Arizona reacts to shooting of Dallas police officers, citizen protests over the deaths of two black men

We’ll update Arizona’s reaction to the shooting of Dallas police officers and the protests over the deaths of Alton Sterling and Philando Castile.

UPDATE: Jarrett Maupin, a Phoenix activist who is organizing tonight’s protest, said marchers will begin at Phoenix city hall, wind past Phoenix police headquarters and through the Roosevelt neighborhood before returning to city hall. Speakers will talk at each “destination” as “record numbers” of protesters show up, he added.

Maupin, at an impromptu news conference near downtown Phoenix, called the rally an “anti-police brutality, pro-police” march that will be peaceful.

“No one has any intentions of violence,” Maupin said. “This is more about unity than fear.”

He acknowledged concerns expressed by Phoenix Mayor Greg Stanton, Councilman Sal Diciccio and others, who suggested the rally be postponed. But he said the timing was right for the rally. He named black men who had died in police-involved shootings and the five Dallas police officers who were killed Thursday night.

Maupin said he had rejected police officials’ offer to meet with he and supporters at a local restaurant as a poor replacement for tonight’s protest.

Arizona congressmen and law enforcement officials offered support to the Dallas police after a sniper fired at a protest in Dallas, shooting 12 police officers and two civilians Thursday night. Five officers died.

“May we always remember sacrifices law enforcement, 1st responders make to keep us safe,” Republican Sen. John McCain tweeted. His colleague, Republican Sen. Trent Franks, offered prayers.

At least one sniper fired Thursday night on a peaceful, multi-racial and multi-generational march in downtown Dallas over the officer-involved deaths of two black men in two days – one in Louisiana and one in Minnesota. Dallas police said a man believed to be the shooter said he was angry over Black Lives Matter and had targeted white officers. The sniper was killed after a police standoff and Dallas police are investigating whether others were involved.

The Dallas Morning News identified three of the slain officers as Misty McBride and Patrick Zamarippa of the Dallas police and Brent Thompson of the Dallas Area Rapid Transit system.

An 8 p.m. Friday protest against police brutality at Phoenix City Hall that was organized before the shootings will continue as planned, according to local activist Jarrett Maupin.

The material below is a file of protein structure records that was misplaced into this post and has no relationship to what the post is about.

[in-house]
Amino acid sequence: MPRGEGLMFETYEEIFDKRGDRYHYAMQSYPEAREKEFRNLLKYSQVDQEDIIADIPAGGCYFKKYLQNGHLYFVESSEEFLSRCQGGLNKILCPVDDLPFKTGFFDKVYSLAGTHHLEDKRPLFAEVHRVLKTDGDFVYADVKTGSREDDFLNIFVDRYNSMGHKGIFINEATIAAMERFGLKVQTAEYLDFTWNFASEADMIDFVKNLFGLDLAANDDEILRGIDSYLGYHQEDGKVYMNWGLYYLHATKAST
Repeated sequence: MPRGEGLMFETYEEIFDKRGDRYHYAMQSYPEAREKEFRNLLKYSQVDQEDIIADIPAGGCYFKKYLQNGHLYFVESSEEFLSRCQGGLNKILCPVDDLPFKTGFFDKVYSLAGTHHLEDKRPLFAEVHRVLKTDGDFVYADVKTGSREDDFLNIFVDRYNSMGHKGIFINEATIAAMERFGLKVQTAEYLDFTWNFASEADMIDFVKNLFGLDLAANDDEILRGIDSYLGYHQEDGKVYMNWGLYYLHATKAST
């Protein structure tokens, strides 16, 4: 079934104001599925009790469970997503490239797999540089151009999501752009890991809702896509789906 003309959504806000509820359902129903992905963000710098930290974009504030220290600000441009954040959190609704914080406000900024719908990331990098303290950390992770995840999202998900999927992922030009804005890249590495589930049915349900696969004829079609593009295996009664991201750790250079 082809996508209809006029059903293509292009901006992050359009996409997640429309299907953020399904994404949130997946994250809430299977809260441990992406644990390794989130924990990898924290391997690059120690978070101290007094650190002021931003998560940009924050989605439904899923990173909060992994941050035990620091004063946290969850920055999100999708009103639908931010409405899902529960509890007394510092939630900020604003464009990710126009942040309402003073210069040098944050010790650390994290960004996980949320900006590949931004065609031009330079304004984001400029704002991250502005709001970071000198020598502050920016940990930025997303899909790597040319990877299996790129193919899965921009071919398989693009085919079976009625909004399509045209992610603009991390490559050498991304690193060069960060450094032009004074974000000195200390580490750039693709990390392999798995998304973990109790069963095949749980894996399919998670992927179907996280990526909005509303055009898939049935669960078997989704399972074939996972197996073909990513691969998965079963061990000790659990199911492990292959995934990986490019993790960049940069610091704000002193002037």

Maupin called for the protest in light of the police-involved shootings of two black men in two days. Philando Castile, was shot four times by an officer after he was stopped for a broken tail light in Minnesota, with the aftermath of his death livestreamed by his girlfriend. Alton Sterling died a day earlier in an altercation with two police officers in Baton Rouge, Louisiana.

Their deaths are in a string of deaths of black men across the country, spawning the Black Lives Matter movement protesting racial violence at the hands of police.

Arizonans on Twitter discussed the city hall protest, with some asking where it was. Mayor Greg Stanton and Councilman Sal DiCiccio asked for the protest to be postponed for safety reasons.

“The anxiety levels are just so high right now, on everyone’s part,” said Phoenix City Councilman Sal DiCiccio. “Every day that goes by is better than today. Time has a way of softening things.”

A Phoenix police spokesman said officials will not discuss security measures for the protest.

“We are preparing for any demonstrations or activities that may require a significant police presence and encouraging our officers to remain vigilant in their duties,” Sgt. Jonathan Howard said in an email. “

On Friday, hours before the Dallas sniper shootings, Arizonans attended a protest at First Institutional Baptist Church.

Maricopa County Sheriff’s Office, among other Valley law-enforcement agencies, sent its condolences to Dallas law-enforcement colleagues.

Tempe police officers were given the option to patrol in pairs Friday, azcentral reported, adding police did not say if the option would be permanent.

The Arizona Department of Public Safety, in a statement, said it is “closely monitoring” the events in Dallas but has determined so far its procedures should remain the same.

“When any event affects the community and law enforcement such as this, we look closely to determine if a change in patrols or procedures are needed to ensure the safety of our troopers and the public,” the statement says. “ At this time, we have not deemed it necessary to change or modify our processes or procedures. As information and facts are gleaned from this crime, we will evaluate it and ensure our policies and procedures protect our troopers and the public as much as possible.

“We want to express our deep care, love and concern for the families of those officers killed and injured in Dallas. We extend our support to the Dallas Police Department and the Dallas community,” the DPS statement says.